Martin Ihezie SJ from the Jesuit Province of North-West Africa arrived at AJAN House in Nairobi in January 2015 to do his regency – a practical placement between studies. He shares his perceptions so far:
The German philosopher Martin Heidegger writes: “We are beings situated in an historical context.” In this historical context, we are always challenged to probe the events that shape our experiences and lives and, in turn, our perceptions.
When I rounded off my first studies as a Jesuit in Zimbabwe, my provincial asked me to go to AJAN. I had no particular expectations of the mission I had been asked to go for. As Jesuits, we are called to be “men for others”, to be always flexible and open to diverse ways of crossing the frontiers to work with love and compassion in areas of greatest need.
I knew, of course, that the AIDS pandemic has absorbed a great part of recent human history – in sub-Saharan Africa at least – and that this history will keep on reminding us of the devastating effects of this scourge. Many in the western world no longer see AIDS as a major problem because of advances in medicine. But the reality remains that a huge number of people in sub-Saharan Africa are affected and infected.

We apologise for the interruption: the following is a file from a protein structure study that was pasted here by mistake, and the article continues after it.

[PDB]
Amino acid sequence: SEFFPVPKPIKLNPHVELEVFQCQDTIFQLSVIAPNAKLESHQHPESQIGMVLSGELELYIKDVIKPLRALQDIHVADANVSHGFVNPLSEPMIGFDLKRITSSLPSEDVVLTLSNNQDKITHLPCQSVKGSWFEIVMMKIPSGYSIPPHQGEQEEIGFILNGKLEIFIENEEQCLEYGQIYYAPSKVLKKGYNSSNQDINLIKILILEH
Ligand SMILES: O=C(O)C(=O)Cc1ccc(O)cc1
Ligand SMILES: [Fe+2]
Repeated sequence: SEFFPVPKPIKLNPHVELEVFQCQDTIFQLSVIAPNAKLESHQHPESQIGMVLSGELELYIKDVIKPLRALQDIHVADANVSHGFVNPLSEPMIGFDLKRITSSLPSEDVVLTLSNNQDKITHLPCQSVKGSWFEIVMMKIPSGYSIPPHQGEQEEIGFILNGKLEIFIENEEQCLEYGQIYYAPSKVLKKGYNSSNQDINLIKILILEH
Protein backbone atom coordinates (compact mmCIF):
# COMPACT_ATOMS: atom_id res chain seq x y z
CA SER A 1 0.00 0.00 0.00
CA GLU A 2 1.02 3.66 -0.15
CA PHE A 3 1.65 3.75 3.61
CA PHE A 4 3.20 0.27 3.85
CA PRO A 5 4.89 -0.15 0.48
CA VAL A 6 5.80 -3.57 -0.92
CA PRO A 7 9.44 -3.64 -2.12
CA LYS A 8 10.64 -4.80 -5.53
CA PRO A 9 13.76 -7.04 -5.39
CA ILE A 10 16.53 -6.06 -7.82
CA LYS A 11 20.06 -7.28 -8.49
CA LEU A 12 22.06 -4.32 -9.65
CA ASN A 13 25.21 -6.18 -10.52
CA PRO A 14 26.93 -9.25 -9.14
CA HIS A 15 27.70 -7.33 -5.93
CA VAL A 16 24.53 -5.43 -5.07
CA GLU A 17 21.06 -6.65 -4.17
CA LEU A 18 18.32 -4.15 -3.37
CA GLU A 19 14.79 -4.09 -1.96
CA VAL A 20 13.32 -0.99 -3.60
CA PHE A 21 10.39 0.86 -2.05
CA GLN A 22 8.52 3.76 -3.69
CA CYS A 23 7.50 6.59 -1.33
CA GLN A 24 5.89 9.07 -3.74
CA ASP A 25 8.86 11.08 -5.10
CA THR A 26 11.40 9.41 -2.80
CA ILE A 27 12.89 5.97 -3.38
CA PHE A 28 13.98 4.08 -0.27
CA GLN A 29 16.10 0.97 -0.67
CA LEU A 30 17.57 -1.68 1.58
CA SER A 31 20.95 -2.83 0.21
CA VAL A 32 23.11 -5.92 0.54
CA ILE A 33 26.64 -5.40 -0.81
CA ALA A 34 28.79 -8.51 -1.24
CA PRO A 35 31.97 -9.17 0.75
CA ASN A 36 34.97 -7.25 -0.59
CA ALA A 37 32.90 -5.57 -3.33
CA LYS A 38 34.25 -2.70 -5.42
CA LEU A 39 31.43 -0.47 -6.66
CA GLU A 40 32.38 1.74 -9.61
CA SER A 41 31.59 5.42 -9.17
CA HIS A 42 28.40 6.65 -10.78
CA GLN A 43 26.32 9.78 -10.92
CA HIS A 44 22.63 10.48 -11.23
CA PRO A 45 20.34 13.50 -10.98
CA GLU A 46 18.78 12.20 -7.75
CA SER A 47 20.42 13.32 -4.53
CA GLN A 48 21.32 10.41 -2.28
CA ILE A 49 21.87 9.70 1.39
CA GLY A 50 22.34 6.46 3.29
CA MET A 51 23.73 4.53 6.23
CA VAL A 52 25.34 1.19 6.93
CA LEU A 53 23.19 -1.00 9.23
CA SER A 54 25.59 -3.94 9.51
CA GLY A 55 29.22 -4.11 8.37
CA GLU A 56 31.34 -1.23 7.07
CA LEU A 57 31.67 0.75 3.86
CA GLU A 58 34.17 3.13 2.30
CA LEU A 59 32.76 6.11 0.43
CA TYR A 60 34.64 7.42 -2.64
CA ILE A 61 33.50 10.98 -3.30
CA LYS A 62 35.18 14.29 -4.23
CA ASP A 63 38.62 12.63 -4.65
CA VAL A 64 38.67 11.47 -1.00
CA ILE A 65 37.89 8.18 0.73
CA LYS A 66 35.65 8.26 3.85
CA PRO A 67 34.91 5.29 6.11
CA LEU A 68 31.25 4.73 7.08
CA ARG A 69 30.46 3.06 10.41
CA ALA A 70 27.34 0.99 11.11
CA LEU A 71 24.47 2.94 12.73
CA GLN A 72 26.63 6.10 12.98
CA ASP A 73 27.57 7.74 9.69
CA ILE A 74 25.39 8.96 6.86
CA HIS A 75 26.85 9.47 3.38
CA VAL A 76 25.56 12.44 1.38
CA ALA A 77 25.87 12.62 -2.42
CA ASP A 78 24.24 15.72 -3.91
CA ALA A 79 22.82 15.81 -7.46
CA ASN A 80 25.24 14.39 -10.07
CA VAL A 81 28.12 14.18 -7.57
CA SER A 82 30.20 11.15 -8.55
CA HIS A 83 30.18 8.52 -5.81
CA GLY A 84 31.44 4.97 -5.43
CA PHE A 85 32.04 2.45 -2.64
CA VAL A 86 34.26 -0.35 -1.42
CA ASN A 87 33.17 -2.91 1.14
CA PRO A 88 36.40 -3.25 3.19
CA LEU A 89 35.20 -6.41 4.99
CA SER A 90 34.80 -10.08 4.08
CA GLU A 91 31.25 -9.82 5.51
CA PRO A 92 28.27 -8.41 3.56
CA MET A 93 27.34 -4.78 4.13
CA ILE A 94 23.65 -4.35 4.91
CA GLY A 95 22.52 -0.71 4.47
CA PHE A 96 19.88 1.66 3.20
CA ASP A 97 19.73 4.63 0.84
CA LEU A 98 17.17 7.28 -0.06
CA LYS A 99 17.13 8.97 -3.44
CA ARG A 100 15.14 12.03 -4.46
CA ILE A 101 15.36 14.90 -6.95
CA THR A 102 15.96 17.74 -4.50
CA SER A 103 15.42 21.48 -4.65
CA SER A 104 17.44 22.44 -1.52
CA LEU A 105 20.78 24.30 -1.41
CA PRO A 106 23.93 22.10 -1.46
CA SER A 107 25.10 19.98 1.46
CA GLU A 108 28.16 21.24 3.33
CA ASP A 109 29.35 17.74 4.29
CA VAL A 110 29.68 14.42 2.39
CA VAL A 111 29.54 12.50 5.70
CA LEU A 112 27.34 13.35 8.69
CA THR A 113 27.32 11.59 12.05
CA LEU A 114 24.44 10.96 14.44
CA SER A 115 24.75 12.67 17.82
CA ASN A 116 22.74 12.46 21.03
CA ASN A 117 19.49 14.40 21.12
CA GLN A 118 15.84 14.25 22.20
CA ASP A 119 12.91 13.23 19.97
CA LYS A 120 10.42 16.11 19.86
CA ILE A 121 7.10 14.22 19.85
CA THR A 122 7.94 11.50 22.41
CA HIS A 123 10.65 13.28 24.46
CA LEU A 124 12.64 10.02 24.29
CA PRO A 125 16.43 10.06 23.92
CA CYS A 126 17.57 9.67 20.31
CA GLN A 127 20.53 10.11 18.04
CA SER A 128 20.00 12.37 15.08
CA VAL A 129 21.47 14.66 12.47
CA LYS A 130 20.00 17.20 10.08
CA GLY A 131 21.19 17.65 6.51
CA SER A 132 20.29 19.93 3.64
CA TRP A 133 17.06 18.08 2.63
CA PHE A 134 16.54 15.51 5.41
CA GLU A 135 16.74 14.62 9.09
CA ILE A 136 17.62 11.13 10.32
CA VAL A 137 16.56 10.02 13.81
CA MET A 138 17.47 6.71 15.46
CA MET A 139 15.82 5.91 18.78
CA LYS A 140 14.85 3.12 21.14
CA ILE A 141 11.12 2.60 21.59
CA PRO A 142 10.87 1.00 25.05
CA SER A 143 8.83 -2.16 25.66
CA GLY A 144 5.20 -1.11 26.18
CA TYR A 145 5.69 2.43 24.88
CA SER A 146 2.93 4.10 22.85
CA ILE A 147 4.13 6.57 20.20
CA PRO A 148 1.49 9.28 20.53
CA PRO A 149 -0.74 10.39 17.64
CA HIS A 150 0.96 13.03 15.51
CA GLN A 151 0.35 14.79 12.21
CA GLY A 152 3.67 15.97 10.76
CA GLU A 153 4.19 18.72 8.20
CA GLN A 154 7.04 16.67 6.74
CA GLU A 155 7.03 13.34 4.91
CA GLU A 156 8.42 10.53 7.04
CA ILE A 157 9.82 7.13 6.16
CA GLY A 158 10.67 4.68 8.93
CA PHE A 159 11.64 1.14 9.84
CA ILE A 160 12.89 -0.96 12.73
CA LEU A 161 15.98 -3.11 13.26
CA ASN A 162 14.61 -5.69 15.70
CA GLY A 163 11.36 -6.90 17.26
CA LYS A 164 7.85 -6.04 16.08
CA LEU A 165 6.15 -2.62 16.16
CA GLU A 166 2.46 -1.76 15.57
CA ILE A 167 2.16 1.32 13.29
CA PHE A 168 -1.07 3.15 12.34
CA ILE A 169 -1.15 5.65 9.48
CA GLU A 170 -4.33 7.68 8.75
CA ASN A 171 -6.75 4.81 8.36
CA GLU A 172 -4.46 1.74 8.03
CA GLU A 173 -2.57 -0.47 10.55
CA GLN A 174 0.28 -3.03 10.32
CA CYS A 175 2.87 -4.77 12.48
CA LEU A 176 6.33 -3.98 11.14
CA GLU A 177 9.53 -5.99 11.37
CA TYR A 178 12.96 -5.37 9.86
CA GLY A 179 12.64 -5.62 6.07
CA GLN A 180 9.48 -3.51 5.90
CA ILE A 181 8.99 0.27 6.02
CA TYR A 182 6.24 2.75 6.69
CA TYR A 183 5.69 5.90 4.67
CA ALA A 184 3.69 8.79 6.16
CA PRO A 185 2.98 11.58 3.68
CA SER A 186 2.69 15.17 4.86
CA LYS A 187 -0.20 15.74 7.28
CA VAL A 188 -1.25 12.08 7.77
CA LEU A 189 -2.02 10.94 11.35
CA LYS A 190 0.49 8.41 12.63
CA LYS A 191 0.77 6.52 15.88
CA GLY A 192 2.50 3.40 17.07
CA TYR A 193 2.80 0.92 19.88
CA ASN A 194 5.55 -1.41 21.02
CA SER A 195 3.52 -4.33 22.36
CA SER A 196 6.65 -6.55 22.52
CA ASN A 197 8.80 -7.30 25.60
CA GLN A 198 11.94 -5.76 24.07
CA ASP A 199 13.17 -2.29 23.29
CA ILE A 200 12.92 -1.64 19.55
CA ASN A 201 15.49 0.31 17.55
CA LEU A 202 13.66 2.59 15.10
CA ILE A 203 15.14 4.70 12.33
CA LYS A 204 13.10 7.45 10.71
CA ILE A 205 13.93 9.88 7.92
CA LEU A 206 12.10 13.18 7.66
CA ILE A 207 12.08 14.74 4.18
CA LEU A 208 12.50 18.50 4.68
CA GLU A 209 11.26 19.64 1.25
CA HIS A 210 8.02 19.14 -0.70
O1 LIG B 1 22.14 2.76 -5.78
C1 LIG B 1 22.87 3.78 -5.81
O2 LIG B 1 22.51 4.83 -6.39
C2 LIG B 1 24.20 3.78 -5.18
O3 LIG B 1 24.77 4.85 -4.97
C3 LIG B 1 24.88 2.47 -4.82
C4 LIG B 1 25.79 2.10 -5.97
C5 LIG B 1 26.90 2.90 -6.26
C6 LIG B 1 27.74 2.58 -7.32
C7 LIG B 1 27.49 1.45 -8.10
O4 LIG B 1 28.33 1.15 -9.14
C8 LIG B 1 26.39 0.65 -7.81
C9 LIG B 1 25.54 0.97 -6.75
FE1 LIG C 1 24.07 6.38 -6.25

My perception of people who are living with HIV was that their future must look bleak without any hope of leading a quality life. Being at AJAN has changed this. As I meet and look at people living with HIV or AIDS, how they struggle to meet their daily needs, I am deeply touched. I have realized that they can definitely get on with their lives.
I am especially fascinated by Mirror of Hope (pictured above), a community-based organization in Kibera, one of the largest slums in Africa. AJAN supports Mirror of Hope in its efforts to bring women with HIV together, to teach them skills and to support their income-generating activities. Thanks to this help, and to the essential medication they take, the women are able to take care of their children and to overcome the stigma that continues to threaten them.
As I grapple with these realities, I have come to recognise that our experience of events shapes our perception. And when our perception is shaped, it enables us to go beyond our comfort zones and contribute to the development of a world more suitable for inhabiting.